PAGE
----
Newsletter No 10 13 December 2005
 
Editorial & Content:
What Determines Front-Page News

Are Arab media getting more freedom? How do editors choose front-page headlines? What are the reasons for the advertising underinvestment in the Middle East? More than 1000 participants from 56 countries gathered in Dubai to discuss these questions at the "Arab and World Media" conference organized by the Arab Thought Foundation on 5-6 December.

"The first mission of the media is to spread the truth," said Prince Khalid Al Faisal, president of the Arab Thought Foundation, during the opening ceremony. "Many media outlets conceal the truth to serve political purposes. When they do that they turn from being truth revealers into truth killers."

What Determines Front-Page News
Othman Al Sini, Editor-in-Chief, Al Watan, Saudi Arabia, moderated a panel discussion where editors of Arab and Western media exchanged their views on what decides front-page news and coverage. Al Sini started the debate by saying that the main goal of headlines on the front-page is capturing readers.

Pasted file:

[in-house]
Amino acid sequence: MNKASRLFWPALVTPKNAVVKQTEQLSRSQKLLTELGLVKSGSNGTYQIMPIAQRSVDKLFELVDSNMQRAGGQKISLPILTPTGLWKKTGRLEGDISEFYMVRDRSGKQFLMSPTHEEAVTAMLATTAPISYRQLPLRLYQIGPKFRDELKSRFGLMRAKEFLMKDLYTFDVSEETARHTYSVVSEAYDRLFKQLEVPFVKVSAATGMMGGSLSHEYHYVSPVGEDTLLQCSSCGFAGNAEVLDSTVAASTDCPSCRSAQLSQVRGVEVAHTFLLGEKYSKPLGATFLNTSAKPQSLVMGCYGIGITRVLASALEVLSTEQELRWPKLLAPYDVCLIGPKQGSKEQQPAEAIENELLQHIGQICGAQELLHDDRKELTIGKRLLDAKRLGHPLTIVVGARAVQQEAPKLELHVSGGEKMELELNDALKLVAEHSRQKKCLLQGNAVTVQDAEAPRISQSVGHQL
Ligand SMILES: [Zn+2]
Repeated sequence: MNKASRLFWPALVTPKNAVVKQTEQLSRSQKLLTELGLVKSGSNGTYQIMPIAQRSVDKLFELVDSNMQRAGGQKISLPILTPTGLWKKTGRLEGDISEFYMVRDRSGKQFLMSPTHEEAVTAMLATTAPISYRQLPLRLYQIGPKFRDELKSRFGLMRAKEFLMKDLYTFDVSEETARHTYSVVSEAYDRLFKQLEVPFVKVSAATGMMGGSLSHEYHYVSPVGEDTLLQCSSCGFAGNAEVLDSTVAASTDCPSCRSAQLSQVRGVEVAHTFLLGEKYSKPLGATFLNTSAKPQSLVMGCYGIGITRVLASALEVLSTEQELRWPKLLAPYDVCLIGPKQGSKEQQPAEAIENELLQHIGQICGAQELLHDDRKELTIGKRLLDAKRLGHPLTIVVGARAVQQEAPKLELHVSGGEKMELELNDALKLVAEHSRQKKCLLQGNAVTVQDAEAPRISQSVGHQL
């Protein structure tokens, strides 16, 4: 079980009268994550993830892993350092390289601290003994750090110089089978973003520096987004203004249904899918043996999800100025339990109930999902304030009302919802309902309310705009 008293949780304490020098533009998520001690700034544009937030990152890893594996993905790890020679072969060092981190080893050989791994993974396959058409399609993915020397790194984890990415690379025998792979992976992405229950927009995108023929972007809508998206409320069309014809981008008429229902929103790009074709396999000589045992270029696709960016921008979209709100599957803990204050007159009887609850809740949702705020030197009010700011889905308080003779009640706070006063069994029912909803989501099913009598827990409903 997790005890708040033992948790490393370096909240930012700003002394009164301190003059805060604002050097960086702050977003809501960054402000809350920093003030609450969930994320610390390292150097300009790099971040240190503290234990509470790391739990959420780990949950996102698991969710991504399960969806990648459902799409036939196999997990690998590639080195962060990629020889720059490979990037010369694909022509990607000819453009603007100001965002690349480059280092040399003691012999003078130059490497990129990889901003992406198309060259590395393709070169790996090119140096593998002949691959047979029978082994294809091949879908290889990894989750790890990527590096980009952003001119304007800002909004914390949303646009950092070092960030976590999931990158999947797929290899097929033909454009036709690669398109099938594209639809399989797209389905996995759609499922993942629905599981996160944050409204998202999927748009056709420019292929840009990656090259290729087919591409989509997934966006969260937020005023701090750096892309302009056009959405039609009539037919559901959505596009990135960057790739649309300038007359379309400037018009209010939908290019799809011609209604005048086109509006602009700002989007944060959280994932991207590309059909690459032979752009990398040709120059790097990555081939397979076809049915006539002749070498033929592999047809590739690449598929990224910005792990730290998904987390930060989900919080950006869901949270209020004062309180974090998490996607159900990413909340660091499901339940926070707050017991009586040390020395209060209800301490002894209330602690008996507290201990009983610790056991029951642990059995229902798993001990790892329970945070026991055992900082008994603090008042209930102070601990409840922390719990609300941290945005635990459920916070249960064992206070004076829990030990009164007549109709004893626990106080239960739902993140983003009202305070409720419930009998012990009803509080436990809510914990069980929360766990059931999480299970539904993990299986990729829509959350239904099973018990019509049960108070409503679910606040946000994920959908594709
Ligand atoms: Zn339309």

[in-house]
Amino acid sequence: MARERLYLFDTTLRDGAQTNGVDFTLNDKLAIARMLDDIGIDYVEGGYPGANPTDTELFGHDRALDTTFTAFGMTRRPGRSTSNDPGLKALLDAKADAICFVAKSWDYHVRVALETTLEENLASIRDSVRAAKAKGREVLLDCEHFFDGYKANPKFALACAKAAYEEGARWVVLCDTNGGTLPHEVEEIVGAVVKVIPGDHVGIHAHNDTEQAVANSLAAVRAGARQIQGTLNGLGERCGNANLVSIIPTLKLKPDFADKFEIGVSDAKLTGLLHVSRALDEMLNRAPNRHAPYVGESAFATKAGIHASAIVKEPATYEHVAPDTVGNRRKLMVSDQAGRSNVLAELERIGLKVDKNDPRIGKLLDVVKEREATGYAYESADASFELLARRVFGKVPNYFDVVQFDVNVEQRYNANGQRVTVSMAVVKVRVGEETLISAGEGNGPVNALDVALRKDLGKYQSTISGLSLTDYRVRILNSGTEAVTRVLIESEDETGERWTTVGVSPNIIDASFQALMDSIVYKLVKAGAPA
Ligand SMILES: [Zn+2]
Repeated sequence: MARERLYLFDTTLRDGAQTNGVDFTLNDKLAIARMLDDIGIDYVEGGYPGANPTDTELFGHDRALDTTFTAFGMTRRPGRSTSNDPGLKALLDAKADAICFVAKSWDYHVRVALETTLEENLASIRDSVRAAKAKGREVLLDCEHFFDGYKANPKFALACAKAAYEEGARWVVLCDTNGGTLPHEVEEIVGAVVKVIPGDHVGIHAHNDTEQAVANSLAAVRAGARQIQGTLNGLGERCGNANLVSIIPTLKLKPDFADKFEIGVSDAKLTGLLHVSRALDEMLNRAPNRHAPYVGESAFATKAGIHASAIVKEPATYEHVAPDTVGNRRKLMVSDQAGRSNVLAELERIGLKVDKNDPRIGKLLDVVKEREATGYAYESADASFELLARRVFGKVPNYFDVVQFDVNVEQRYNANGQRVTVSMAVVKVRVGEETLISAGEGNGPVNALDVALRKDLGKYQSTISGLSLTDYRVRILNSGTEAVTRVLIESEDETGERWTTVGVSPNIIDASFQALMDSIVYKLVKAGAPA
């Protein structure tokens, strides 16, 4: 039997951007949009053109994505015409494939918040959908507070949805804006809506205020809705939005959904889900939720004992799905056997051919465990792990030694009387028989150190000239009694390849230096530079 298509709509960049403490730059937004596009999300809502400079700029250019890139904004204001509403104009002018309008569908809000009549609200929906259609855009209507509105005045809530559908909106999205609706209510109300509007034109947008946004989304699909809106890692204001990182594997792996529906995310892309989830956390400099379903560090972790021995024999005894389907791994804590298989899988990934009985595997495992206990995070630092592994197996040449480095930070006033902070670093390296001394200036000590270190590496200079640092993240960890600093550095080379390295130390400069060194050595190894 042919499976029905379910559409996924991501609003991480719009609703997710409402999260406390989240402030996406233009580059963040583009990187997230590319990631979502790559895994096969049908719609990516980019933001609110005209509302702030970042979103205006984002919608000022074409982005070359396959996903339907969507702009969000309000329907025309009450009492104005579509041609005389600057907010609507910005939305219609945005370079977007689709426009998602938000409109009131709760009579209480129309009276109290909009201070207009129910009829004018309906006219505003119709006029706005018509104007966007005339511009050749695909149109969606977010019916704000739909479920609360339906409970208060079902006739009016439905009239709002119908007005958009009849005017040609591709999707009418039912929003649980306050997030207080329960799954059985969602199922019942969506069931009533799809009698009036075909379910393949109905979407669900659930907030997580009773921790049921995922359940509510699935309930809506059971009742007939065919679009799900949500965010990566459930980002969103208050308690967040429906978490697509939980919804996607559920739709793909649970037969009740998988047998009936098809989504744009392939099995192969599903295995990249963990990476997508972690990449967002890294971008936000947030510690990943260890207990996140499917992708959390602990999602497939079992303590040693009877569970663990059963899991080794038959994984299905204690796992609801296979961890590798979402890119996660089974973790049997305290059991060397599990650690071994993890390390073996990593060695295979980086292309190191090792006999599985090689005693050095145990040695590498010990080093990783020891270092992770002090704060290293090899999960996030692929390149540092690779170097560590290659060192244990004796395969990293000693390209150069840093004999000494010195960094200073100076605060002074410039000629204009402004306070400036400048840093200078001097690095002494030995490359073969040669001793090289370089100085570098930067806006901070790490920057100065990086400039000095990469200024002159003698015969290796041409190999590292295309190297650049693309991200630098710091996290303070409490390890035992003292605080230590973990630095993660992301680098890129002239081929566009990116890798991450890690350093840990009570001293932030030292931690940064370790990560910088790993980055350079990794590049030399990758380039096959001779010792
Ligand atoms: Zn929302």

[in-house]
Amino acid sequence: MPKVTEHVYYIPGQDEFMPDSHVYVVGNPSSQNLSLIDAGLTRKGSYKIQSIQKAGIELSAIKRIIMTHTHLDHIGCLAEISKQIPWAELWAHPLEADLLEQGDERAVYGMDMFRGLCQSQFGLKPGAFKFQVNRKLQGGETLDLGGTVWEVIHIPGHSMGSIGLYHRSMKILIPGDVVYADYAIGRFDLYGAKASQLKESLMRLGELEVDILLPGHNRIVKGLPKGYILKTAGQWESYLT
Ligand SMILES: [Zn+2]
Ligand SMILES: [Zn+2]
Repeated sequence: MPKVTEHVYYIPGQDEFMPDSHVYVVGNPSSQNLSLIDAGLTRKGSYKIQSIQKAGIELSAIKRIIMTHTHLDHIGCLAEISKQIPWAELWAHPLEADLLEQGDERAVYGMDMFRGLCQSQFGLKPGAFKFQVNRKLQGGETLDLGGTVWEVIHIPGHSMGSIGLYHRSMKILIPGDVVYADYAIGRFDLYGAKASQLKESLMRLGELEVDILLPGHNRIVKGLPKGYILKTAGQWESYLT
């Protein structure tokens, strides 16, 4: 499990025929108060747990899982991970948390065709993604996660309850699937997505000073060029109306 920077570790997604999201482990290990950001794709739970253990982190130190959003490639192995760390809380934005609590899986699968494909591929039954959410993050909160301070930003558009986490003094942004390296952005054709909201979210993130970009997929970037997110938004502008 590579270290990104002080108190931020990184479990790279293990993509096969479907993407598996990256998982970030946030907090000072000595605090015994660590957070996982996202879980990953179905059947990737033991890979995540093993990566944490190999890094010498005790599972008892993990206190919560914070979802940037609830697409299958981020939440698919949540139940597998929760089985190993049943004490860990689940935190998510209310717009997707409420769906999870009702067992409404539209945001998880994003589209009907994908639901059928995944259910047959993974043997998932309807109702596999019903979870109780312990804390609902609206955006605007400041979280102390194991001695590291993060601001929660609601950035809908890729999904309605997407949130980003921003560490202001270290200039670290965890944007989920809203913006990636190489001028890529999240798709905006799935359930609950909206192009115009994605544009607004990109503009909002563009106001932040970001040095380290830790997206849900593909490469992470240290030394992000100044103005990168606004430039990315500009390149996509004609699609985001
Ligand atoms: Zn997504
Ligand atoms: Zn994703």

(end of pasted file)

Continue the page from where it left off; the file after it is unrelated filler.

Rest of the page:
Panelists then discussed about whether front-pages are looking for exciting news rather than objectivity. They agreed that focusing just on excitement is not real journalism.  "You have to try to have a maximum of objectivity to make an article really attractive," said Joseph Samaha, Editor-in-Chief, Al Safeer, Lebanon.

"Readers want something more than excitement. Our readers would walk away if we just give them exciting news. They might buy the paper one day, but they would not return. Readers tell us how far we can go," said Mike Oreskes, Executive Editor at the International Herald Tribune.

"The biggest challenge for journalists is having a real knowledge of local environments and using the means to raise public consciousness," he added, pointing that front-pages are more and more devoted to local issues.

Abdul Wahab Badr Khan, Deputy Editor-in-Chief, Al Hayat, London, said local newspapers give more space to local news since recent studies show that Arab readers are more interested in local news but his newspaper is a pan-Arab publication and therefore its daily topics are international, focusing on the Arab world. To appeal the readers, "Al Hayat deals with big events like Iraq and Palestine, as well as with smaller stories focused on social issues and the human side of news."